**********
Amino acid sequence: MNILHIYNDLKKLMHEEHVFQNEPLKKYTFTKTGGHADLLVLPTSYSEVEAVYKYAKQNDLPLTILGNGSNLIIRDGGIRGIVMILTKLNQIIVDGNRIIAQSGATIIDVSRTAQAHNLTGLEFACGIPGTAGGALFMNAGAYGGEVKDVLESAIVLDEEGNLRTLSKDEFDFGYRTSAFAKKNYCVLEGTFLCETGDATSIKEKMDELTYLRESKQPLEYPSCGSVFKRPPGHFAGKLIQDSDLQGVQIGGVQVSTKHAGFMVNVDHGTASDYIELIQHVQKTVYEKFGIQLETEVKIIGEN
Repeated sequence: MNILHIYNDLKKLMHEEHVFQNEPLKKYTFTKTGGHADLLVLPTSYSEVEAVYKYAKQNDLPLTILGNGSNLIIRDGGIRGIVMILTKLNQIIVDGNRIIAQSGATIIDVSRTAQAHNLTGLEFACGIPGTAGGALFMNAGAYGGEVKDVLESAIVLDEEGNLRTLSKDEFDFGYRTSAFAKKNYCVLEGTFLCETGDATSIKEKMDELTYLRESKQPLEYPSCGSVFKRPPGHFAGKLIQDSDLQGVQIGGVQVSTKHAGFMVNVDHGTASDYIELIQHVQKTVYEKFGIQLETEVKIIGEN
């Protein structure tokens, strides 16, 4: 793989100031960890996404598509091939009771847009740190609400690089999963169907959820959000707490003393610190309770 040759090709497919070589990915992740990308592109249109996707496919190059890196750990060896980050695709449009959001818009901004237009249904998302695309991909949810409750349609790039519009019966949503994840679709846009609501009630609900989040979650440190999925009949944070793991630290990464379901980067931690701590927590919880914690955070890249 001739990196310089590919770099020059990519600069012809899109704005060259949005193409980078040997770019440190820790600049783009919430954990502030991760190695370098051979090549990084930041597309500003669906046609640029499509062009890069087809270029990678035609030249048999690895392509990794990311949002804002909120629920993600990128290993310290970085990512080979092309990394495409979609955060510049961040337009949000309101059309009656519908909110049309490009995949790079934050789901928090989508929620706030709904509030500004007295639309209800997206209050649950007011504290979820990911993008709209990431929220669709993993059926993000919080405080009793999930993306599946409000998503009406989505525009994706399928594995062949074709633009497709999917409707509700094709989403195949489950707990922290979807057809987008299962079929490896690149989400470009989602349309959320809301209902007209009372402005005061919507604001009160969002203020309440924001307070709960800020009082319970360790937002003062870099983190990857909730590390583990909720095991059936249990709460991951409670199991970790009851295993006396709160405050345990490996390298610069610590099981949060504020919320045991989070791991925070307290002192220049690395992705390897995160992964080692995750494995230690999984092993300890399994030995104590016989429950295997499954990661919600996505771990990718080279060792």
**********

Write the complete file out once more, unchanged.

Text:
Amino acid sequence: MNILHIYNDLKKLMHEEHVFQNEPLKKYTFTKTGGHADLLVLPTSYSEVEAVYKYAKQNDLPLTILGNGSNLIIRDGGIRGIVMILTKLNQIIVDGNRIIAQSGATIIDVSRTAQAHNLTGLEFACGIPGTAGGALFMNAGAYGGEVKDVLESAIVLDEEGNLRTLSKDEFDFGYRTSAFAKKNYCVLEGTFLCETGDATSIKEKMDELTYLRESKQPLEYPSCGSVFKRPPGHFAGKLIQDSDLQGVQIGGVQVSTKHAGFMVNVDHGTASDYIELIQHVQKTVYEKFGIQLETEVKIIGEN
Repeated sequence: MNILHIYNDLKKLMHEEHVFQNEPLKKYTFTKTGGHADLLVLPTSYSEVEAVYKYAKQNDLPLTILGNGSNLIIRDGGIRGIVMILTKLNQIIVDGNRIIAQSGATIIDVSRTAQAHNLTGLEFACGIPGTAGGALFMNAGAYGGEVKDVLESAIVLDEEGNLRTLSKDEFDFGYRTSAFAKKNYCVLEGTFLCETGDATSIKEKMDELTYLRESKQPLEYPSCGSVFKRPPGHFAGKLIQDSDLQGVQIGGVQVSTKHAGFMVNVDHGTASDYIELIQHVQKTVYEKFGIQLETEVKIIGEN
């Protein structure tokens, strides 16, 4: 793989100031960890996404598509091939009771847009740190609400690089999963169907959820959000707490003393610190309770 040759090709497919070589990915992740990308592109249109996707496919190059890196750990060896980050695709449009959001818009901004237009249904998302695309991909949810409750349609790039519009019966949503994840679709846009609501009630609900989040979650440190999925009949944070793991630290990464379901980067931690701590927590919880914690955070890249 001739990196310089590919770099020059990519600069012809899109704005060259949005193409980078040997770019440190820790600049783009919430954990502030991760190695370098051979090549990084930041597309500003669906046609640029499509062009890069087809270029990678035609030249048999690895392509990794990311949002804002909120629920993600990128290993310290970085990512080979092309990394495409979609955060510049961040337009949000309101059309009656519908909110049309490009995949790079934050789901928090989508929620706030709904509030500004007295639309209800997206209050649950007011504290979820990911993008709209990431929220669709993993059926993000919080405080009793999930993306599946409000998503009406989505525009994706399928594995062949074709633009497709999917409707509700094709989403195949489950707990922290979807057809987008299962079929490896690149989400470009989602349309959320809301209902007209009372402005005061919507604001009160969002203020309440924001307070709960800020009082319970360790937002003062870099983190990857909730590390583990909720095991059936249990709460991951409670199991970790009851295993006396709160405050345990490996390298610069610590099981949060504020919320045991989070791991925070307290002192220049690395992705390897995160992964080692995750494995230690999984092993300890399994030995104590016989429950295997499954990661919600996505771990990718080279060792």